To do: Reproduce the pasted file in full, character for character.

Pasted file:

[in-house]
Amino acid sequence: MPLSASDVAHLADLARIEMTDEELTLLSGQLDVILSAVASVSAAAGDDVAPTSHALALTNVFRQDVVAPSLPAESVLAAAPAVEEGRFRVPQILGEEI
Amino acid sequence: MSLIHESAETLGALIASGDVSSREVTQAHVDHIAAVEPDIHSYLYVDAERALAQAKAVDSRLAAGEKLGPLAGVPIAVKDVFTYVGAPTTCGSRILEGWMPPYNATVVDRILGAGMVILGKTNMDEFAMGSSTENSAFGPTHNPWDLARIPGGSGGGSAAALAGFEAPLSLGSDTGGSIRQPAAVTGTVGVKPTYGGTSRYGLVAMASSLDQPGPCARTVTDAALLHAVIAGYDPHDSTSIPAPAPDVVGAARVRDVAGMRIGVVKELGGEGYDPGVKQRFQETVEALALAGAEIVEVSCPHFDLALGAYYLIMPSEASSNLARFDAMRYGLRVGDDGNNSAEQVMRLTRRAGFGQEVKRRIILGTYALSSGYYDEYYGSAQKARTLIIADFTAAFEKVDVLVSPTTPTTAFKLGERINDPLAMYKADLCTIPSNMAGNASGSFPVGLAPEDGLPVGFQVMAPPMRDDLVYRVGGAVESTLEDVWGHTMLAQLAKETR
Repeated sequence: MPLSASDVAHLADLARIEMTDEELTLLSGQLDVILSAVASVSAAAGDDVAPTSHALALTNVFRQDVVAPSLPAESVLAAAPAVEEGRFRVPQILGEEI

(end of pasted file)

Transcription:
[in-house]
Amino acid sequence: MPLSASDVAHLADLARIEMTDEELTLLSGQLDVILSAVASVSAAAGDDVAPTSHALALTNVFRQDVVAPSLPAESVLAAAPAVEEGRFRVPQILGEEI
Amino acid sequence: MSLIHESAETLGALIASGDVSSREVTQAHVDHIAAVEPDIHSYLYVDAERALAQAKAVDSRLAAGEKLGPLAGVPIAVKDVFTYVGAPTTCGSRILEGWMPPYNATVVDRILGAGMVILGKTNMDEFAMGSSTENSAFGPTHNPWDLARIPGGSGGGSAAALAGFEAPLSLGSDTGGSIRQPAAVTGTVGVKPTYGGTSRYGLVAMASSLDQPGPCARTVTDAALLHAVIAGYDPHDSTSIPAPAPDVVGAARVRDVAGMRIGVVKELGGEGYDPGVKQRFQETVEALALAGAEIVEVSCPHFDLALGAYYLIMPSEASSNLARFDAMRYGLRVGDDGNNSAEQVMRLTRRAGFGQEVKRRIILGTYALSSGYYDEYYGSAQKARTLIIADFTAAFEKVDVLVSPTTPTTAFKLGERINDPLAMYKADLCTIPSNMAGNASGSFPVGLAPEDGLPVGFQVMAPPMRDDLVYRVGGAVESTLEDVWGHTMLAQLAKETR
Repeated sequence: MPLSASDVAHLADLARIEMTDEELTLLSGQLDVILSAVASVSAAAGDDVAPTSHALALTNVFRQDVVAPSLPAESVLAAAPAVEEGRFRVPQILGEEI